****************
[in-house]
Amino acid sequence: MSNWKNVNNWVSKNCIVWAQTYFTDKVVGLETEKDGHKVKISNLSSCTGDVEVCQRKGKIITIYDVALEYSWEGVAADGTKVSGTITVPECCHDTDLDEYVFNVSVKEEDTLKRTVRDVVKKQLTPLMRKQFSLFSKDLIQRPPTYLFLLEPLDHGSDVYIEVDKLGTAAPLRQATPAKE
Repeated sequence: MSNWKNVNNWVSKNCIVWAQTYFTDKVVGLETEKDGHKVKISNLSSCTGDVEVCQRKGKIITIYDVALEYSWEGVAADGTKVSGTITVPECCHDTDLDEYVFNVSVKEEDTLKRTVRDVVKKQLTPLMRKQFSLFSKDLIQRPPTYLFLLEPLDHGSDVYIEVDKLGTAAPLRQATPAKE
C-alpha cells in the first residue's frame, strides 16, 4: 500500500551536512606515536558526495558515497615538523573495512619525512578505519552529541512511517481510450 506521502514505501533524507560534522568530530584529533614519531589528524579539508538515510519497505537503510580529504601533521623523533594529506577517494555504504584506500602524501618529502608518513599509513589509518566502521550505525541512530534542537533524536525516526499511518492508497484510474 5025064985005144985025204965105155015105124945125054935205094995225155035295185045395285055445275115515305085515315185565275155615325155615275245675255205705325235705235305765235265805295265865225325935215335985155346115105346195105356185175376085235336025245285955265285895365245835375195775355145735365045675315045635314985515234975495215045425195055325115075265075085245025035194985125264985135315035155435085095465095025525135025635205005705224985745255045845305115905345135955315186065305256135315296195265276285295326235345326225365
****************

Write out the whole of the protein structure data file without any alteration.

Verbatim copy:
[in-house]
Amino acid sequence: MSNWKNVNNWVSKNCIVWAQTYFTDKVVGLETEKDGHKVKISNLSSCTGDVEVCQRKGKIITIYDVALEYSWEGVAADGTKVSGTITVPECCHDTDLDEYVFNVSVKEEDTLKRTVRDVVKKQLTPLMRKQFSLFSKDLIQRPPTYLFLLEPLDHGSDVYIEVDKLGTAAPLRQATPAKE
Repeated sequence: MSNWKNVNNWVSKNCIVWAQTYFTDKVVGLETEKDGHKVKISNLSSCTGDVEVCQRKGKIITIYDVALEYSWEGVAADGTKVSGTITVPECCHDTDLDEYVFNVSVKEEDTLKRTVRDVVKKQLTPLMRKQFSLFSKDLIQRPPTYLFLLEPLDHGSDVYIEVDKLGTAAPLRQATPAKE
C-alpha cells in the first residue's frame, strides 16, 4: 500500500551536512606515536558526495558515497615538523573495512619525512578505519552529541512511517481510450 506521502514505501533524507560534522568530530584529533614519531589528524579539508538515510519497505537503510580529504601533521623523533594529506577517494555504504584506500602524501618529502608518513599509513589509518566502521550505525541512530534542537533524536525516526499511518492508497484510474 5025064985005144985025204965105155015105124945125054935205094995225155035295185045395285055445275115515305085515315185565275155615325155615275245675255205705325235705235305765235265805295265865225325935215335985155346115105346195105356185175376085235336025245285955265285895365245835375195775355145735365045675315045635314985515234975495215045425195055325115075265075085245025035194985125264985135315035155435085095465095025525135025635205005705224985745255045845305115905345135955315186065305256135315296195265276285295326235345326225365